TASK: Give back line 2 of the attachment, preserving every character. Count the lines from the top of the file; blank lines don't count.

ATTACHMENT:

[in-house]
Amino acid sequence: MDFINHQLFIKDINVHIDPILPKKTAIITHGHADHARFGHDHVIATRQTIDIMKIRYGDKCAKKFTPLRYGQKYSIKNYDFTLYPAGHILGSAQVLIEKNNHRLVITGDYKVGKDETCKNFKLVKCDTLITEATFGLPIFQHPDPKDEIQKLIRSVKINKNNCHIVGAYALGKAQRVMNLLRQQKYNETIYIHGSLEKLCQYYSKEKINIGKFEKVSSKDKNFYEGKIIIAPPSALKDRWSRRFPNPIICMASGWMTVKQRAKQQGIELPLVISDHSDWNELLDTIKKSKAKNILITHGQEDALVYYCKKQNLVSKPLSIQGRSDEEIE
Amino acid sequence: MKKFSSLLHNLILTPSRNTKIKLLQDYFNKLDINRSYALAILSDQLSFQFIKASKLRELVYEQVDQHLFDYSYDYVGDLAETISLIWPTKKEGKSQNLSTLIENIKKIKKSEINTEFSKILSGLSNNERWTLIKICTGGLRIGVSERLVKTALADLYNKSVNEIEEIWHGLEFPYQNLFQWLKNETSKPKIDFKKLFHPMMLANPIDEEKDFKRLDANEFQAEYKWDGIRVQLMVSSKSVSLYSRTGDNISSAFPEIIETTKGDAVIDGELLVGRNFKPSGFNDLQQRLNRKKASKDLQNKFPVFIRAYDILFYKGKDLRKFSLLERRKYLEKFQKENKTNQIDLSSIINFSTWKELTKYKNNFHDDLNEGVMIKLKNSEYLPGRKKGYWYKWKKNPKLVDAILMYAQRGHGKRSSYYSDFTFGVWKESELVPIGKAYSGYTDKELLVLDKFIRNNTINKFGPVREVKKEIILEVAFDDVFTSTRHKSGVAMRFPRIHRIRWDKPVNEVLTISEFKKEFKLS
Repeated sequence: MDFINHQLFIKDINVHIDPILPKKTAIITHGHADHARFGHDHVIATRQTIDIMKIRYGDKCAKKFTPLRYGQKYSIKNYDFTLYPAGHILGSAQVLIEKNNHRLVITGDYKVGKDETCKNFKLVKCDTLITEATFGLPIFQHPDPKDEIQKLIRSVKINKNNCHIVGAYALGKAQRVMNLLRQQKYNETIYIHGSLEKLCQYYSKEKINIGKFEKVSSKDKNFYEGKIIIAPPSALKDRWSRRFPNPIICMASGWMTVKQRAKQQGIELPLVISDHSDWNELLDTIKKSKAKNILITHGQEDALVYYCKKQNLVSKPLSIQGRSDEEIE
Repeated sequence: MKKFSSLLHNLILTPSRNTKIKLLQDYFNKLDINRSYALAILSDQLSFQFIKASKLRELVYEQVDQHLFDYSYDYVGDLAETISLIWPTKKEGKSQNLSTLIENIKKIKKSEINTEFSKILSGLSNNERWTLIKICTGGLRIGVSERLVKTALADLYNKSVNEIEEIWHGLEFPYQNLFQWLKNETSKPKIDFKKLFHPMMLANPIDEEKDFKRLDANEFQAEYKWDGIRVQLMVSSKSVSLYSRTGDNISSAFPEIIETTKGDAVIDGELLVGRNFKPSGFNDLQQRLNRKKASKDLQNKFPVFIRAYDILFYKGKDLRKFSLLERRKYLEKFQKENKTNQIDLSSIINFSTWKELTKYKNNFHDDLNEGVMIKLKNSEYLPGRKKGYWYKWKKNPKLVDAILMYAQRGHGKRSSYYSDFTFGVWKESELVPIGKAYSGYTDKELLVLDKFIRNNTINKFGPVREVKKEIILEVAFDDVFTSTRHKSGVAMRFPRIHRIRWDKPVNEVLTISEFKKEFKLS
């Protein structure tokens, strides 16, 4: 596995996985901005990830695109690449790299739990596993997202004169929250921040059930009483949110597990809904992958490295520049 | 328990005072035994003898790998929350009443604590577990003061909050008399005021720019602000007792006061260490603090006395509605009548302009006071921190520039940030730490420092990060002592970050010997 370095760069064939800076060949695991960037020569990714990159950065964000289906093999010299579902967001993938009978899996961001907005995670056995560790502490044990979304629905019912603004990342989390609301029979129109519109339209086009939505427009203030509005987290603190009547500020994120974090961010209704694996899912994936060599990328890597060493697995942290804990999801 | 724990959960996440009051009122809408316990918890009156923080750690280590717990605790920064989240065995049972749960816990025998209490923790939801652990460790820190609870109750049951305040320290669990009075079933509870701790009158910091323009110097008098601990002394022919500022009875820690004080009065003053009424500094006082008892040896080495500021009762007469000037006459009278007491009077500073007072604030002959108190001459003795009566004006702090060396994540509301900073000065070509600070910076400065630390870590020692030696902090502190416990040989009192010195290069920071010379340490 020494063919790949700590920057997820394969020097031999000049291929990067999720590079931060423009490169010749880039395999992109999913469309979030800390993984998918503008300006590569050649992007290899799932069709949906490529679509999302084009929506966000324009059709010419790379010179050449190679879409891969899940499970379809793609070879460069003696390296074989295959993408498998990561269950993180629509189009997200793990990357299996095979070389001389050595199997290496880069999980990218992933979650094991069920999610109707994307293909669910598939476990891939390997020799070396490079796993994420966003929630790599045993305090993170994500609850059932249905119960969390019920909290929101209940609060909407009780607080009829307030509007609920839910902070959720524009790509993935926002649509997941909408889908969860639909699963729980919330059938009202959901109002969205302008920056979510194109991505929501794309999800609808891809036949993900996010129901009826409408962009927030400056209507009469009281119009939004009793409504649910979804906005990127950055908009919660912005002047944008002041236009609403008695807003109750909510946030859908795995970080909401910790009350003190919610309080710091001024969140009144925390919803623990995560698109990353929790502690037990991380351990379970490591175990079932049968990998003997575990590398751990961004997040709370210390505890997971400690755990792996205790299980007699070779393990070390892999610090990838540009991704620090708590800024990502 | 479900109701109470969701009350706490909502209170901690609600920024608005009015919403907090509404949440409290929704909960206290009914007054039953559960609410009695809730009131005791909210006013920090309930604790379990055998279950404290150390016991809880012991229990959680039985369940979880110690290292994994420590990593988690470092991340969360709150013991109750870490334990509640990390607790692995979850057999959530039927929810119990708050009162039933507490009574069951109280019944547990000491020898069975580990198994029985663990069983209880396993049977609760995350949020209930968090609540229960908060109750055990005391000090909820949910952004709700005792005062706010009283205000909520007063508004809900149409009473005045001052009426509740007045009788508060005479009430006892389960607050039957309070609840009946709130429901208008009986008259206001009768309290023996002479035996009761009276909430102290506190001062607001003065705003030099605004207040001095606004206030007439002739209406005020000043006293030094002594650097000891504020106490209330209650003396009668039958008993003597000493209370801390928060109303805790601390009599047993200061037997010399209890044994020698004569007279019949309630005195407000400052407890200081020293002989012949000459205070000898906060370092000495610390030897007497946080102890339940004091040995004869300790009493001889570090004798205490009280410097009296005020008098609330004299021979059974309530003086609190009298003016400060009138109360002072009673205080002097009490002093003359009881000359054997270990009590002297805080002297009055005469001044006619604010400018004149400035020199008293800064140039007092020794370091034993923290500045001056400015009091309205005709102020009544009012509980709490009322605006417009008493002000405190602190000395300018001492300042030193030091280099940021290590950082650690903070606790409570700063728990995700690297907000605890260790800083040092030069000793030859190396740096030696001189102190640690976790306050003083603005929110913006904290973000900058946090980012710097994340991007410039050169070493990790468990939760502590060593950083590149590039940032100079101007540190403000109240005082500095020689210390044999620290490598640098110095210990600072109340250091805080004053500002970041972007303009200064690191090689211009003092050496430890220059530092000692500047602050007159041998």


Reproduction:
Amino acid sequence: MDFINHQLFIKDINVHIDPILPKKTAIITHGHADHARFGHDHVIATRQTIDIMKIRYGDKCAKKFTPLRYGQKYSIKNYDFTLYPAGHILGSAQVLIEKNNHRLVITGDYKVGKDETCKNFKLVKCDTLITEATFGLPIFQHPDPKDEIQKLIRSVKINKNNCHIVGAYALGKAQRVMNLLRQQKYNETIYIHGSLEKLCQYYSKEKINIGKFEKVSSKDKNFYEGKIIIAPPSALKDRWSRRFPNPIICMASGWMTVKQRAKQQGIELPLVISDHSDWNELLDTIKKSKAKNILITHGQEDALVYYCKKQNLVSKPLSIQGRSDEEIE